A Review By Any Other Name…

I have noticed a trend in book “reviews”, especially by independent bloggers such as myself: they aren’t reviews so much as puff pieces: PR-worthy paeans of praise for prose that is possibly putrid.

(that alliteration just rolled off my fingers. Yay, me!)

Seriously, folks: I was a professional (read: paid by legit publications & recognized as such) book reviewer for some years. While individual writing style may vary, a proper review always–ALWAYS–includes the good and the not-so-great things about a book. And make no mistake, there is always something not-so-great about even the most bestselling and/or popular book.

I would never have gotten even one review published had I just focused on how great (or not) I thought a book was; that’s how I learned to write a review, by having my drafts sent back and rewriting them to accurately reflect concrete, objective issues in a book versus my personal feelings about the book (there is a difference, but people often confuse the two under the guise of a “review”).

The people who paid me wanted balance, as that balance was what lent legitimacy to the reviews by both authors and readers alike. And yes, I have caught hell from authors when a review wasn’t as glowing as they’d prefer (“What…what do you mean, you didn’t like XYZ in my book? How could you find fault in it? Publisher’s Weekly and Kirkus Reviews loved it! It’s on the NYT Bestseller list! It’s got over 500 five-star ratings on Amazon!  HOW DARE YOU?!”), but in the end they had to (grudgingly) admit that while the review wasn’t to their liking, it was at least fair. Plus, if an author is a true writer who wants to further hone his or her craft, the constructive criticism is necessary for future growth.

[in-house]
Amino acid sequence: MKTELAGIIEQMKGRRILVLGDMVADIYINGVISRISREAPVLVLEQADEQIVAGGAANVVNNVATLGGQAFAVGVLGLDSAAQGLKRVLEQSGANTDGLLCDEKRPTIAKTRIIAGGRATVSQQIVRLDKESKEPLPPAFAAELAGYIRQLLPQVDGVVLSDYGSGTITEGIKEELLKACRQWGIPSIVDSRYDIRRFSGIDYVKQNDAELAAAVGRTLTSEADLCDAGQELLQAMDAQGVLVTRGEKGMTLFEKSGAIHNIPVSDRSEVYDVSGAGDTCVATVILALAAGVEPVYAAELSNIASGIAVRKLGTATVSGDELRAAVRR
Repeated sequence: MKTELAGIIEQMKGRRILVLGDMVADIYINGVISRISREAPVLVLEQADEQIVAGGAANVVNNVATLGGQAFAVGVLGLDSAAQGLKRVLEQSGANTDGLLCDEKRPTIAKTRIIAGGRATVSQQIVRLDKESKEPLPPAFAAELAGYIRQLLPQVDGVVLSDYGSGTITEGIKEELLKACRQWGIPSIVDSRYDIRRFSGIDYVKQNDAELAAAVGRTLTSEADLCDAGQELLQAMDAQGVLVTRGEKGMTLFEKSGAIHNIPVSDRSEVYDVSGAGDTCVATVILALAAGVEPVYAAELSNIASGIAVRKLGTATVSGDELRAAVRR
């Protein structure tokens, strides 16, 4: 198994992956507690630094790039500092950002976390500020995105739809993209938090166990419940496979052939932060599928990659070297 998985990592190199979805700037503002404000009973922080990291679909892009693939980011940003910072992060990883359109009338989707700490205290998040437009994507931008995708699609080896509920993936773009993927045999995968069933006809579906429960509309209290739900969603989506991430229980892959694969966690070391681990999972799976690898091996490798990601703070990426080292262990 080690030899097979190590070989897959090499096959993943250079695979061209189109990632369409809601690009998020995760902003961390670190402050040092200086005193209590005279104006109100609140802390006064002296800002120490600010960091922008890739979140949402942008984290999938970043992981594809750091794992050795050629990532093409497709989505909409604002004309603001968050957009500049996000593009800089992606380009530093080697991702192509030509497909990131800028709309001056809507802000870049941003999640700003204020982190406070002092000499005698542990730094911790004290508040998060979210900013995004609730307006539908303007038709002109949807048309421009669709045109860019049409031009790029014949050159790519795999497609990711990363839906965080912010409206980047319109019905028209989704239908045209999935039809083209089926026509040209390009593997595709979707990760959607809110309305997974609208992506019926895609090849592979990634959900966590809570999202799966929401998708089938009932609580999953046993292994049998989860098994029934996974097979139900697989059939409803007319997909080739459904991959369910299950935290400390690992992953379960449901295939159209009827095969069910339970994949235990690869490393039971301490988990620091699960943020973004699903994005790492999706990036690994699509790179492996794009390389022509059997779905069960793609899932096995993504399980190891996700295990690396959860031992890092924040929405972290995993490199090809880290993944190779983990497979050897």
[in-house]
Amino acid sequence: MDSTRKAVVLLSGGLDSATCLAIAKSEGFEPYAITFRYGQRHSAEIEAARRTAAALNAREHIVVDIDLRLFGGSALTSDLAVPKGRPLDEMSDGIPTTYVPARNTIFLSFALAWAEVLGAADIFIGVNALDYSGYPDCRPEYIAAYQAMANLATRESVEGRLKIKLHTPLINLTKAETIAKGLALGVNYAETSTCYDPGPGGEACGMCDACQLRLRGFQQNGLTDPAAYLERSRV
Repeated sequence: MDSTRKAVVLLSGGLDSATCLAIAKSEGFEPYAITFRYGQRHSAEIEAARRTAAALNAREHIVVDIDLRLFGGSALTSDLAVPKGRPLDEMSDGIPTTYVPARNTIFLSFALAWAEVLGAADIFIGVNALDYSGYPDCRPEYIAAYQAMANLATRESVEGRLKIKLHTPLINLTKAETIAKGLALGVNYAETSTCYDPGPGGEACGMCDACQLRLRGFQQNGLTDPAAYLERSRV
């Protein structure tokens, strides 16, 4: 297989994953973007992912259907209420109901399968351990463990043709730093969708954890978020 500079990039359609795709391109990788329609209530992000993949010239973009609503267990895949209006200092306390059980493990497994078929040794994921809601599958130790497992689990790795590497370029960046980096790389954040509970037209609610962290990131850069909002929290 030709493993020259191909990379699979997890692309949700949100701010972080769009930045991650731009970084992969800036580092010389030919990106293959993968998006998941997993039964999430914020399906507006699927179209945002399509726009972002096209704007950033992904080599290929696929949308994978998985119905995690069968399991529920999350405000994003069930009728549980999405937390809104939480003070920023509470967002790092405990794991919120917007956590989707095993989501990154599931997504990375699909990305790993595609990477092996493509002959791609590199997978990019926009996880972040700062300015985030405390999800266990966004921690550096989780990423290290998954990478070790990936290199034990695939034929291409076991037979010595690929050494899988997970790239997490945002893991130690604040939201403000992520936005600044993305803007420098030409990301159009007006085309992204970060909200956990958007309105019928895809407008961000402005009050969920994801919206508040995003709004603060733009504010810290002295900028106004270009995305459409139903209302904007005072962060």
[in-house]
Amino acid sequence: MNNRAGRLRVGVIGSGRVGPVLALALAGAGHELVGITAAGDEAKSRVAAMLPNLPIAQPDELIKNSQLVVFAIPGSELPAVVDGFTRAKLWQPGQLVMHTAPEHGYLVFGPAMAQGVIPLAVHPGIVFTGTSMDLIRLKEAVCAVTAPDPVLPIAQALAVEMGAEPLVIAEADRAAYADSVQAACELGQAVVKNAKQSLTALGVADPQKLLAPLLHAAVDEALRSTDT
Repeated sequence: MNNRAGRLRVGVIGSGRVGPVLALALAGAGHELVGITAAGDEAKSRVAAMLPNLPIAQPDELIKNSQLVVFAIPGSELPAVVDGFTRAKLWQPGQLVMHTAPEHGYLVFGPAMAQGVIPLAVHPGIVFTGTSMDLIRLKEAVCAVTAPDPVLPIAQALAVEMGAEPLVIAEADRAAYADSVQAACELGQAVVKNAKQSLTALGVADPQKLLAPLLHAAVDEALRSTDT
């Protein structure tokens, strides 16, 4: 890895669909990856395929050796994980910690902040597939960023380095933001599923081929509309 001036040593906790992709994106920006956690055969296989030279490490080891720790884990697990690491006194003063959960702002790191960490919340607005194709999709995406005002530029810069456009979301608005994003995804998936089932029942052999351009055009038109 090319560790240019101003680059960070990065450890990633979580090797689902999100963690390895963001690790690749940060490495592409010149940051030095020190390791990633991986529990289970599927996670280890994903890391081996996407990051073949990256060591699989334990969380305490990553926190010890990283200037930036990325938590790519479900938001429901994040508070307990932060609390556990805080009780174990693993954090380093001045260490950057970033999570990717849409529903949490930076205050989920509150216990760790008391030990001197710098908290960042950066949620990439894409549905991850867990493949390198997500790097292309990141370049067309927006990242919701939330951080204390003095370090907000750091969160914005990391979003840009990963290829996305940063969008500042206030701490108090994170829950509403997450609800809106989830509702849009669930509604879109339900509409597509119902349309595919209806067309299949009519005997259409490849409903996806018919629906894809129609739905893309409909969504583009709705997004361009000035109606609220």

(if you’re a writer and you can’t handle folks telling you your writing sucks in some way, you’re in the wrong line of business.)

There is nothing wrong with giving a shoutout to an author when you’re digging her or his work. Our egos thank you for it. But keep it real and call the praise-only blurbs what they are: acknowledgements of fandom better suited for personal blogs and big-ups on social media, rather than a “(professional) review”.

Thanks for stopping by.

2 Comments (+add yours?)

  1. Christine
    Aug 27, 2015 @ 16:33:04

    I have chanced upon blogs where the review is literally just a blurb about what the story is about and then a couple sentences saying “it was great. Loved the story!” Those are frustrating because you can’t tell anything about the book. However, I do like when people include their personal feelings about a book they’ve read, especially if the writer and I seem to have the same taste in books. It helps me get a better feel for whether it is worth checking out. There is a time and a place for both professional and book blog reviews. I tend to prefer the more personal feel to book blog reviews and I think a lot of people find them more approachable (hence the success of Goodreads I’m sure). To each his own, but you’re right there is a difference between the two. I think it depends on the writer when trying to decide whether that difference is a negative thing.



  2. Constance
    Aug 27, 2015 @ 13:29:21

    I feel you.

    I try to point out the good and the bad when I do book reviews. And If it’s a book I can’t be honest about, I won’t review it.
    But everyone has different standards.



Leave a Reply

Fill in your details below or click an icon to log in:

WordPress.com Logo

You are commenting using your WordPress.com account. Log Out /  Change )

Twitter picture

You are commenting using your Twitter account. Log Out /  Change )

Facebook photo

You are commenting using your Facebook account. Log Out /  Change )

Connecting to %s

%d bloggers like this: